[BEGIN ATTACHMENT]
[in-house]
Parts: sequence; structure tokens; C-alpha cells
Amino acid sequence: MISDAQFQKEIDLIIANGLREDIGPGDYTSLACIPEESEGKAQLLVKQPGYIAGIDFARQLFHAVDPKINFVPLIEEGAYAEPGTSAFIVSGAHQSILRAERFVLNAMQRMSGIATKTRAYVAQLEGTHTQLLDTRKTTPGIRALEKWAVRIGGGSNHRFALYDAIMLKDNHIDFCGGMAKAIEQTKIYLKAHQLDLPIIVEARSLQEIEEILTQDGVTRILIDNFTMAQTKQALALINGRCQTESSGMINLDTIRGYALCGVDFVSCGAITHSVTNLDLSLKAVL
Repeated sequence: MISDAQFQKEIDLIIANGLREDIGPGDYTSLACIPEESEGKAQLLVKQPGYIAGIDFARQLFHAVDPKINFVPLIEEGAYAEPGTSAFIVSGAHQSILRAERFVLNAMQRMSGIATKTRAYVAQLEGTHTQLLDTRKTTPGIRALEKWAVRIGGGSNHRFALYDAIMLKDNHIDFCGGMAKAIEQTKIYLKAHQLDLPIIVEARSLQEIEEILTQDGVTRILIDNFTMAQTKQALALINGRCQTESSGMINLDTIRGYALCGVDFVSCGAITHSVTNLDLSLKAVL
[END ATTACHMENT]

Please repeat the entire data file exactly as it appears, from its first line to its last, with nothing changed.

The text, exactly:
[in-house]
Parts: sequence; structure tokens; C-alpha cells
Amino acid sequence: MISDAQFQKEIDLIIANGLREDIGPGDYTSLACIPEESEGKAQLLVKQPGYIAGIDFARQLFHAVDPKINFVPLIEEGAYAEPGTSAFIVSGAHQSILRAERFVLNAMQRMSGIATKTRAYVAQLEGTHTQLLDTRKTTPGIRALEKWAVRIGGGSNHRFALYDAIMLKDNHIDFCGGMAKAIEQTKIYLKAHQLDLPIIVEARSLQEIEEILTQDGVTRILIDNFTMAQTKQALALINGRCQTESSGMINLDTIRGYALCGVDFVSCGAITHSVTNLDLSLKAVL
Repeated sequence: MISDAQFQKEIDLIIANGLREDIGPGDYTSLACIPEESEGKAQLLVKQPGYIAGIDFARQLFHAVDPKINFVPLIEEGAYAEPGTSAFIVSGAHQSILRAERFVLNAMQRMSGIATKTRAYVAQLEGTHTQLLDTRKTTPGIRALEKWAVRIGGGSNHRFALYDAIMLKDNHIDFCGGMAKAIEQTKIYLKAHQLDLPIIVEARSLQEIEEILTQDGVTRILIDNFTMAQTKQALALINGRCQTESSGMINLDTIRGYALCGVDFVSCGAITHSVTNLDLSLKAVL